We seek to create and foster a healthy, balanced, and ethical work environment for everyone in our organization. To this end, we promote a positive work-life balance and ethical organizational culture and encourage all employees, regardless of position or level, to raise questions or concerns about actual or potential ethical issues and company policies and to offer suggestions about how we can make our organization better to address concerns.

 

 

We have a Whistleblower Ethics Hotline that includes global telephone and web access together with local language support. The web portal enables online reporting of concerns, where allowed by local law, and a place to ask questions or quickly access ethics and compliance policies.

 

 

We believe these efforts strengthen our ethics and compliance efforts and foster an environment where employees can express concerns and have them resolved.

 

 

In our view, the goals of providing value to stockholders and upholding the principle of human rights and treating people fairly and with dignity are integrally interconnected. We are committed to promoting equality and supporting racial justice in the communities where we do business.

 

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Supply Chain Responsibility

 

 

We intend to request that our suppliers adhere to the RBA Code of Conduct or its equivalent by flowing this requirement through our commercial contracts.

 

 

We also support Rule 13p-1 under the Exchange Act (known as the Conflict Minerals Law) and efforts to avoid sourcing conflict minerals that directly or indirectly finance or benefit armed groups in the Democratic Republic of Congo (or DRC) and in adjoining countries. Consistent with the Conflict Minerals Law and the OECD Due Diligence Guidance concerning conflict minerals, we adopted the Conflict Free Sourcing Initiative Due Diligence reporting process and seek to obtain conflict minerals content declarations from our suppliers each year, all in an effort to promote supply chain transparency. We do not directly source tin, tantalum, tungsten, or gold (collectively referred to as 3TG) from mines, smelters or refiners, and we are in most cases several or more levels removed from these supply chain participants.

 

 

We therefore expect:

 

 

o

our suppliers to source 3TG only from smelters and refiners validated as being conflict free and that do not directly or indirectly benefit or finance armed groups in the DRC or other covered country;

 

 

o

our suppliers to fully-comply with the Conflict Minerals Law and provide all necessary declarations;

 

 

o

our suppliers to pass these requirements through to their supply chain and determine the source and chain of custody of specified minerals, including 3TG; and

 

 

o

any suppliers not willing to comply with these requirements to be reviewed by global procurement with regard to future business and sourcing declarations. This conflict minerals policy encourages our suppliers to respect and protect human rights throughout the world.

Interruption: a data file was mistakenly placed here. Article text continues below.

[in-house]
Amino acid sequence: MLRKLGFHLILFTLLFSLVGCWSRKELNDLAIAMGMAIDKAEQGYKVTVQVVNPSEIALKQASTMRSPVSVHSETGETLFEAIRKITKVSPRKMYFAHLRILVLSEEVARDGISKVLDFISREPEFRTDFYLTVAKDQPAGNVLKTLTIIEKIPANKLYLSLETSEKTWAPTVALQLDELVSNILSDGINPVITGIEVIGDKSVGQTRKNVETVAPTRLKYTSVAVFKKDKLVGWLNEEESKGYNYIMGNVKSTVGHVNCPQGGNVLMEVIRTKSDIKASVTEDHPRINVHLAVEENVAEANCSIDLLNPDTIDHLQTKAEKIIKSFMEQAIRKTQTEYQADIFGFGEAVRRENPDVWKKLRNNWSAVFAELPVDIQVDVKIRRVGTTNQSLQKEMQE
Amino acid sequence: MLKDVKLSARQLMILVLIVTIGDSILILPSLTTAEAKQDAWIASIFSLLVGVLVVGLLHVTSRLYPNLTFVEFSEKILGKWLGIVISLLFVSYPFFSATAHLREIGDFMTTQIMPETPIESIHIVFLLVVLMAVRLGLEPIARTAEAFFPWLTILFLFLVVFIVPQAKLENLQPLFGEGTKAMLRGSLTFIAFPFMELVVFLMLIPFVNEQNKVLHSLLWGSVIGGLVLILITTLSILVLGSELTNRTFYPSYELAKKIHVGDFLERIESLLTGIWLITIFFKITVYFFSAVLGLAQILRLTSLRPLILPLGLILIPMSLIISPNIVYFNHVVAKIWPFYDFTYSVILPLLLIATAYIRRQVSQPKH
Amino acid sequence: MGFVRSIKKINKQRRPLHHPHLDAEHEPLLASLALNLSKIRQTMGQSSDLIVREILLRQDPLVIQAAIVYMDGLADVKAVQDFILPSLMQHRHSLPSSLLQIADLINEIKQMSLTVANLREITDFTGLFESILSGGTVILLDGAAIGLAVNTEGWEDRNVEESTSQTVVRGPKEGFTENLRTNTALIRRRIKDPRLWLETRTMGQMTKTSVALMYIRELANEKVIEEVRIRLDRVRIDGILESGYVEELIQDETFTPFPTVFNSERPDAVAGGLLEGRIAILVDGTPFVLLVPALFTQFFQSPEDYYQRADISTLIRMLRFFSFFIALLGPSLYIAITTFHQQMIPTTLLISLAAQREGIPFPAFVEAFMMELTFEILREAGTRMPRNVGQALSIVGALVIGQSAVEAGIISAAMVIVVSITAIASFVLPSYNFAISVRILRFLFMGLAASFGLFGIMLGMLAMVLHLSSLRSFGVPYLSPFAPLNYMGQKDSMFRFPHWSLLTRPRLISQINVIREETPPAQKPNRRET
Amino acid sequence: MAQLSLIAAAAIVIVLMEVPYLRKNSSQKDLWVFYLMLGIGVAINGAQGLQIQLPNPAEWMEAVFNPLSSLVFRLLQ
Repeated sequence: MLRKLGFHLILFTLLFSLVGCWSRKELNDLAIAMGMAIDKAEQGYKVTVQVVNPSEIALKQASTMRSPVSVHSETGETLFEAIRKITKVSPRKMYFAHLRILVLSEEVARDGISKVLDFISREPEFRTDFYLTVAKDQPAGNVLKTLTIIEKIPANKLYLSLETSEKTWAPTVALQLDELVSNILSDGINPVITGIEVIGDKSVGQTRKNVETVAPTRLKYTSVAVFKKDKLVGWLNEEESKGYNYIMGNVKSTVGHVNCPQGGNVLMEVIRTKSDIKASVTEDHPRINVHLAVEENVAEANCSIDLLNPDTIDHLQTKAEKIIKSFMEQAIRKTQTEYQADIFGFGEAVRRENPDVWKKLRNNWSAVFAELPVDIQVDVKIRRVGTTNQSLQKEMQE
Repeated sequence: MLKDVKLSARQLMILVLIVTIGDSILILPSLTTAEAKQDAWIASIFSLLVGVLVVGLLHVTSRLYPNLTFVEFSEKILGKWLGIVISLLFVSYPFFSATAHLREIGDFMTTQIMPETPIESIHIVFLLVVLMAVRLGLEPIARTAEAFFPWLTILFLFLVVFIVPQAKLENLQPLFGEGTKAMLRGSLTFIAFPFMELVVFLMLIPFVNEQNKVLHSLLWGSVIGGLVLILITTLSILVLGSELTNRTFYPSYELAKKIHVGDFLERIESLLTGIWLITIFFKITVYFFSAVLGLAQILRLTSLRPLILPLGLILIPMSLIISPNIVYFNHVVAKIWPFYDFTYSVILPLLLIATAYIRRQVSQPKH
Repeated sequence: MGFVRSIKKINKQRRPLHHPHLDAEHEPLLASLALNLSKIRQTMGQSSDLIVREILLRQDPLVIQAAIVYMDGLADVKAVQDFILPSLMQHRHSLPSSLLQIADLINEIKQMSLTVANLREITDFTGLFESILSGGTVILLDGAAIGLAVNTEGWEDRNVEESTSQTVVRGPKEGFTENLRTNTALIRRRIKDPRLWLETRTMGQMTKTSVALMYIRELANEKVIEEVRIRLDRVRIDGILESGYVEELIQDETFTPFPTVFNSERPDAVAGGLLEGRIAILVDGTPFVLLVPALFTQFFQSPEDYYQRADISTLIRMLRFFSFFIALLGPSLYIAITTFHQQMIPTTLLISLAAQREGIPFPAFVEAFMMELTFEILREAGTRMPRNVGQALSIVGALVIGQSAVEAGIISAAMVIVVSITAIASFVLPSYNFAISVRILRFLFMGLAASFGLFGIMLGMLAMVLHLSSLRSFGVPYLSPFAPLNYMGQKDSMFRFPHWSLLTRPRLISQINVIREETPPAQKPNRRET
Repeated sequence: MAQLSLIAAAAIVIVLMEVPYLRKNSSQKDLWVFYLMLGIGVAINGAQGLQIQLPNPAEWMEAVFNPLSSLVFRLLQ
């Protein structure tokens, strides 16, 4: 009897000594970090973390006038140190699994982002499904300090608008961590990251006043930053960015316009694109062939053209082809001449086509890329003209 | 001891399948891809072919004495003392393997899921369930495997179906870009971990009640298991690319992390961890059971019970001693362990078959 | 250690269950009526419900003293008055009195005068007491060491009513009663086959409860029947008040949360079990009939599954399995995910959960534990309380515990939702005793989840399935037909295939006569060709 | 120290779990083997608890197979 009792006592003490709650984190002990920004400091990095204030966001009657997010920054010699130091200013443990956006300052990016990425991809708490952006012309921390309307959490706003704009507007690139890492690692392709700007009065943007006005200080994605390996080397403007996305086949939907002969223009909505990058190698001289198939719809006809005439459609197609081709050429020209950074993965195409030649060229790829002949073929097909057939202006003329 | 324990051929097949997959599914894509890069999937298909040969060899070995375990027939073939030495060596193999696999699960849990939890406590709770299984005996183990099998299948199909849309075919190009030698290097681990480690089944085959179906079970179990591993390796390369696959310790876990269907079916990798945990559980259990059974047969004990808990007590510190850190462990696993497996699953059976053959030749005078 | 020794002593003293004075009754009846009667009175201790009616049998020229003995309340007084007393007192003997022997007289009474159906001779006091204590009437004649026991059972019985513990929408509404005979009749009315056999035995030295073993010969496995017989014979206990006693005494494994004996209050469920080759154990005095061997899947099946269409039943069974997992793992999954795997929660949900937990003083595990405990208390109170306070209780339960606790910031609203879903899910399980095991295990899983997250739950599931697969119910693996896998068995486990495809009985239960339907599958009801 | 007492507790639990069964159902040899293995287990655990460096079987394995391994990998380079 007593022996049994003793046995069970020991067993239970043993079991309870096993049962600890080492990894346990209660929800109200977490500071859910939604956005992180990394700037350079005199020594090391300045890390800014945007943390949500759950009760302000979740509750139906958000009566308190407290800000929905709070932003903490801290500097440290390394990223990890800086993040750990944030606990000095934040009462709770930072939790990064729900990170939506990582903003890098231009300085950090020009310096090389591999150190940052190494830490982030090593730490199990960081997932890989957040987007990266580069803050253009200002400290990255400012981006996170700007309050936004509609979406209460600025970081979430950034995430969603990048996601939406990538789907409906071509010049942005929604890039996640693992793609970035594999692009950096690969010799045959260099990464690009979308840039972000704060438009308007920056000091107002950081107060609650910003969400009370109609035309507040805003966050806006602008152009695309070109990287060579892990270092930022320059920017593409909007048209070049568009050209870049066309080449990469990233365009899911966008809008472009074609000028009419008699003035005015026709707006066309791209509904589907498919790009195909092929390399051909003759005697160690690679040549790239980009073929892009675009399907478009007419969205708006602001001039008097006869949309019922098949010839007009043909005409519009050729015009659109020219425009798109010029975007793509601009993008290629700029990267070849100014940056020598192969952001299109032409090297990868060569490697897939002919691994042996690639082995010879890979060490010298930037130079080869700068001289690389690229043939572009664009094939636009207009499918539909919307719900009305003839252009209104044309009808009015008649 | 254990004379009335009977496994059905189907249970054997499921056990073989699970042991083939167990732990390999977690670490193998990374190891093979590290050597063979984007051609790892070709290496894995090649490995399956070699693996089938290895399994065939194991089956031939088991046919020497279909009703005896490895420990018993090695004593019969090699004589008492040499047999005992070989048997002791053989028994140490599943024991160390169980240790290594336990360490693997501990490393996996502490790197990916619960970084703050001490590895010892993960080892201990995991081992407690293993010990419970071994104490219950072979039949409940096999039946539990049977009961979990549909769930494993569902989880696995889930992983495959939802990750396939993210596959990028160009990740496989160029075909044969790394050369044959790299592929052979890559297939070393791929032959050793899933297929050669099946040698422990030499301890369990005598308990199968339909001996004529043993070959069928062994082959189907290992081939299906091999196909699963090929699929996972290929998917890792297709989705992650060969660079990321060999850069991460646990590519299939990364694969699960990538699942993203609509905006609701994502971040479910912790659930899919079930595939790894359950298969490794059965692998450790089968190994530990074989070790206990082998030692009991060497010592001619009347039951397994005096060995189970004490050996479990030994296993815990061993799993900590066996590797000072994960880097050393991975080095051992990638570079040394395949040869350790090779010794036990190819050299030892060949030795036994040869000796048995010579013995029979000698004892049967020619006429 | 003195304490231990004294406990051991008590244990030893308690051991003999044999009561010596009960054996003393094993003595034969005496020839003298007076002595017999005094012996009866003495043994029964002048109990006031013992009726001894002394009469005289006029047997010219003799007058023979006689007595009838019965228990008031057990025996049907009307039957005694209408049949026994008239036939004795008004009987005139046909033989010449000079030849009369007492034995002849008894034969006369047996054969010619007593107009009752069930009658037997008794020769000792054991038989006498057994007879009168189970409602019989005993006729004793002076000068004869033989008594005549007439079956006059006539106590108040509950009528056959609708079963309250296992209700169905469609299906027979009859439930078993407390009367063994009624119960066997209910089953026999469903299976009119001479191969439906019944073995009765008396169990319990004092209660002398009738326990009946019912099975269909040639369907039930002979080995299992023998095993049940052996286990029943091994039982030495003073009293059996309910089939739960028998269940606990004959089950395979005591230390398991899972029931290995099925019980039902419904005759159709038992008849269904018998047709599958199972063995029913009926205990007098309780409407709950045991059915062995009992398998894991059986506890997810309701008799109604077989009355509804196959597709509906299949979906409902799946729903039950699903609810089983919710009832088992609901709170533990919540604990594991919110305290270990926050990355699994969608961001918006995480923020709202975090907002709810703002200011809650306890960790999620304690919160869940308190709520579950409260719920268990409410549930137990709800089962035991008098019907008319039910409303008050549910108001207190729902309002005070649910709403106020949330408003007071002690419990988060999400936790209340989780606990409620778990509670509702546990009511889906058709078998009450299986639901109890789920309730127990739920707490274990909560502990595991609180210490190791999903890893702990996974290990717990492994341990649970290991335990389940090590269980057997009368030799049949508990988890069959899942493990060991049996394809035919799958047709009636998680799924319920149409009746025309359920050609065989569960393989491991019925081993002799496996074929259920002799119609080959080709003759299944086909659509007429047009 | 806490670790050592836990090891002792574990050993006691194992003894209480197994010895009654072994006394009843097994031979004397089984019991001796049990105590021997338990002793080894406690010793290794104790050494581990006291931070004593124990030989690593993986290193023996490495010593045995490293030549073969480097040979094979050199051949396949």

Human Capital Management

 

We believe we have a responsibility to foster a healthy, balanced, and ethical work environment for everyone in our organization through sound ethical and organizational governance, by promoting business ethics and integrity, and by embracing equality, diversity, and inclusion throughout our organization and even extending to the board room. For additional information, see “Environmental, Social & Governance (ESG) Initiatives—Ethics & Corporate Responsibility,” in Part I, Item 1 of this Report.

 

From the onset of the COVID-19 pandemic, a cross-functional advisory team of company leaders has met almost daily to ensure that promoting the health and safety of our employees in accordance with the World Health Organization (WHO) and the U.S. Centers for Disease Control and Prevention (CDC) guidelines remains a constant focal point. Early in the pandemic, we closed offices and restricted travel in compliance with local, State, and National requirements and also proactively asked employees around the world to work from home until further notice. While employees are working remotely, we have encouraged them to tell us what home office equipment and IT support they needed to set up a home office for healthy and productive work. For a small number of people that needed to be on-site at our clean room facility to support certain customers themselves providing essential services, we set up a strict COVID safety protocol that included a schedule to minimize contact, one-way traffic flows, dedicated personal protective equipment, virtual back-up safety monitoring, and regular, comprehensive cleaning of the facility. To stay connected while working remotely, beginning in April 2020, our Chief Executive Officer and other members of the executive team have led virtual, meetings twice a month with the various sales, research and development, engineering, and administrative teams to discuss developments and business updates and answer questions. For our offices in California, in anticipation of gradual reopening, we have implemented the new social distancing protocols for employee safety, such as attendance capacity, temperature checking requirements, 6-feet distancing, managed traffic flows, accessible hand sanitation stations throughout the office, and visitor prescreening. Other safety protocols have been put in place in worldwide offices when local regulations have allowed employees to be in the office, including eliminating eating in common areas, temperature taking upon arrival, limiting attendance in conference rooms, and providing and requiring appropriate masks to be worn while in the office.